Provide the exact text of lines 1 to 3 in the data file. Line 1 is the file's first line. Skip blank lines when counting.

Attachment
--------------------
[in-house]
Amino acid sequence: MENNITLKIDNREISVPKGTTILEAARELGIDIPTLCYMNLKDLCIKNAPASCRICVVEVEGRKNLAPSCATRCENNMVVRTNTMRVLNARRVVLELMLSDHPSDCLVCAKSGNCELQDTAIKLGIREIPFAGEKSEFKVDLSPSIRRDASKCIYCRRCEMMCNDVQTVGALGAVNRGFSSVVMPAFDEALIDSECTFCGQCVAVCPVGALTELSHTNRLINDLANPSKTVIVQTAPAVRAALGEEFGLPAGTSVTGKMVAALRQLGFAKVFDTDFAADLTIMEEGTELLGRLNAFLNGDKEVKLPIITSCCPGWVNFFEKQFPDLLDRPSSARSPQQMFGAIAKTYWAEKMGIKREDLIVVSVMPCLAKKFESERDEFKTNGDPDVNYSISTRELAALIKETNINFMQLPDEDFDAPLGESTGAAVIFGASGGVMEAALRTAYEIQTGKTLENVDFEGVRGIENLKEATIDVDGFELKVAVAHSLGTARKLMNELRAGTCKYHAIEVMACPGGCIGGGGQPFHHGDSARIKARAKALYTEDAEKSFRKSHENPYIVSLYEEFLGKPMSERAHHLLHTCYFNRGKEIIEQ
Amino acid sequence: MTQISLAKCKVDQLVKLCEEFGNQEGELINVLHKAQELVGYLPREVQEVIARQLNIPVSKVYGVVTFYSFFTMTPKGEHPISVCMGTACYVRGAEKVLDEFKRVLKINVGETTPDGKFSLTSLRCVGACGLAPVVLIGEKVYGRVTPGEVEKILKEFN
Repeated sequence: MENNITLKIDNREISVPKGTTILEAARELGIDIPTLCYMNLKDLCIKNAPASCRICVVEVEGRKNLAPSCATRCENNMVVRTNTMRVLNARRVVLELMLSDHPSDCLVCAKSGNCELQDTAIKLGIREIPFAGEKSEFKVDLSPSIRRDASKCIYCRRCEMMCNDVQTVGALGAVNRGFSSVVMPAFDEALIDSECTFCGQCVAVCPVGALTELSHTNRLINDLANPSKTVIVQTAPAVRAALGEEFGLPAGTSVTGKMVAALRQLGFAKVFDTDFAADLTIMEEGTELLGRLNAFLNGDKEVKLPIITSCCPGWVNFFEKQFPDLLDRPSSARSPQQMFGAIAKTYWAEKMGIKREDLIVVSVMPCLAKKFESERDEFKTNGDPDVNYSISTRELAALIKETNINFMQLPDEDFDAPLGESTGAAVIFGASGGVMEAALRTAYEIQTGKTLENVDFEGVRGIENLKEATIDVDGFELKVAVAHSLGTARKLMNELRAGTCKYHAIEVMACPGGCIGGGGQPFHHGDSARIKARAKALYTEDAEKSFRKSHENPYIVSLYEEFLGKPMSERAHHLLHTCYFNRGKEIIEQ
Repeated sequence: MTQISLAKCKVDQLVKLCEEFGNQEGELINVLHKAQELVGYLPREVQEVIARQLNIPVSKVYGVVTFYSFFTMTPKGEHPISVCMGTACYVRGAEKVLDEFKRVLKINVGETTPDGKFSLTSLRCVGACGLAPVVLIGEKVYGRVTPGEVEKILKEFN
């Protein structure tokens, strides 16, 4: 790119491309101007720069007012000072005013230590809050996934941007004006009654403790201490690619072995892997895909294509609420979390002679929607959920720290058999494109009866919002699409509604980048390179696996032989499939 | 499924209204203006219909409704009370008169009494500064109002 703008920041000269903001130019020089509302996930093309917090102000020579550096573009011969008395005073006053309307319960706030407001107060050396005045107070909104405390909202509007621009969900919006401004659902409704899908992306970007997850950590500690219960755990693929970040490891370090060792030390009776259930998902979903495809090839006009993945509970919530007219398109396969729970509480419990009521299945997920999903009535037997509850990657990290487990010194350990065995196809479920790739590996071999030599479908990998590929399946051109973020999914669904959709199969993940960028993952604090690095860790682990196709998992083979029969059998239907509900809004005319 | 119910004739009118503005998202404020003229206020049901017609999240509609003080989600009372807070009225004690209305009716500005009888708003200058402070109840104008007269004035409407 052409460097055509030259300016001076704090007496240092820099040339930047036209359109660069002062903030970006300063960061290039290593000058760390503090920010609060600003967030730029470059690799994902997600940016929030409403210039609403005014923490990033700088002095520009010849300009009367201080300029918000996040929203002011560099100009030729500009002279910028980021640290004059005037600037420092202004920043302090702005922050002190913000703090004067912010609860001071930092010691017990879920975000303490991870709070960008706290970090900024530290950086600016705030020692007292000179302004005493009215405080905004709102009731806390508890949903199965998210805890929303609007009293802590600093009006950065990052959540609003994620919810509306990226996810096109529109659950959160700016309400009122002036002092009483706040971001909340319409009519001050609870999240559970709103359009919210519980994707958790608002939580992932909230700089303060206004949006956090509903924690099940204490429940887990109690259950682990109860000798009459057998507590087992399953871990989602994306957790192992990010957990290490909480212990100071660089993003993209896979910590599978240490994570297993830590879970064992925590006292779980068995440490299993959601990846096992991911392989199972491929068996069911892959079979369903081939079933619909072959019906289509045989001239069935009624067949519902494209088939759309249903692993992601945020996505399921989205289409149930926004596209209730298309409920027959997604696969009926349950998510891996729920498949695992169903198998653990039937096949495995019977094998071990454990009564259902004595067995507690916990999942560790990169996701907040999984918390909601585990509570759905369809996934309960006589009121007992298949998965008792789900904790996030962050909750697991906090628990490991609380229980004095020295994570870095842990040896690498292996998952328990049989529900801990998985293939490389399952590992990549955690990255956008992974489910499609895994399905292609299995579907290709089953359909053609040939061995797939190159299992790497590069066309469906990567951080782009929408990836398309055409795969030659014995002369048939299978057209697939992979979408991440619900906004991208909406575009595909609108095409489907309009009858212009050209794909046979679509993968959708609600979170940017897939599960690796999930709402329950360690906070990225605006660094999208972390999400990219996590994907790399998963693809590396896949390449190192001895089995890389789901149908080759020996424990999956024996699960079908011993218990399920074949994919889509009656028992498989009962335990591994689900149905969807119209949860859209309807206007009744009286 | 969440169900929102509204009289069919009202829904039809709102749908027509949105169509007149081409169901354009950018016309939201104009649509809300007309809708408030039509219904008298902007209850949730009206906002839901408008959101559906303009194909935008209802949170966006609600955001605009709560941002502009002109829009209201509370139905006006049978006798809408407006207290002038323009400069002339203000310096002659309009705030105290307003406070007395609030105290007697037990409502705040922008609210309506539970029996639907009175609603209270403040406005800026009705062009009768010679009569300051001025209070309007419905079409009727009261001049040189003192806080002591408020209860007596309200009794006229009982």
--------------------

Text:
[in-house]
Amino acid sequence: MENNITLKIDNREISVPKGTTILEAARELGIDIPTLCYMNLKDLCIKNAPASCRICVVEVEGRKNLAPSCATRCENNMVVRTNTMRVLNARRVVLELMLSDHPSDCLVCAKSGNCELQDTAIKLGIREIPFAGEKSEFKVDLSPSIRRDASKCIYCRRCEMMCNDVQTVGALGAVNRGFSSVVMPAFDEALIDSECTFCGQCVAVCPVGALTELSHTNRLINDLANPSKTVIVQTAPAVRAALGEEFGLPAGTSVTGKMVAALRQLGFAKVFDTDFAADLTIMEEGTELLGRLNAFLNGDKEVKLPIITSCCPGWVNFFEKQFPDLLDRPSSARSPQQMFGAIAKTYWAEKMGIKREDLIVVSVMPCLAKKFESERDEFKTNGDPDVNYSISTRELAALIKETNINFMQLPDEDFDAPLGESTGAAVIFGASGGVMEAALRTAYEIQTGKTLENVDFEGVRGIENLKEATIDVDGFELKVAVAHSLGTARKLMNELRAGTCKYHAIEVMACPGGCIGGGGQPFHHGDSARIKARAKALYTEDAEKSFRKSHENPYIVSLYEEFLGKPMSERAHHLLHTCYFNRGKEIIEQ
Amino acid sequence: MTQISLAKCKVDQLVKLCEEFGNQEGELINVLHKAQELVGYLPREVQEVIARQLNIPVSKVYGVVTFYSFFTMTPKGEHPISVCMGTACYVRGAEKVLDEFKRVLKINVGETTPDGKFSLTSLRCVGACGLAPVVLIGEKVYGRVTPGEVEKILKEFN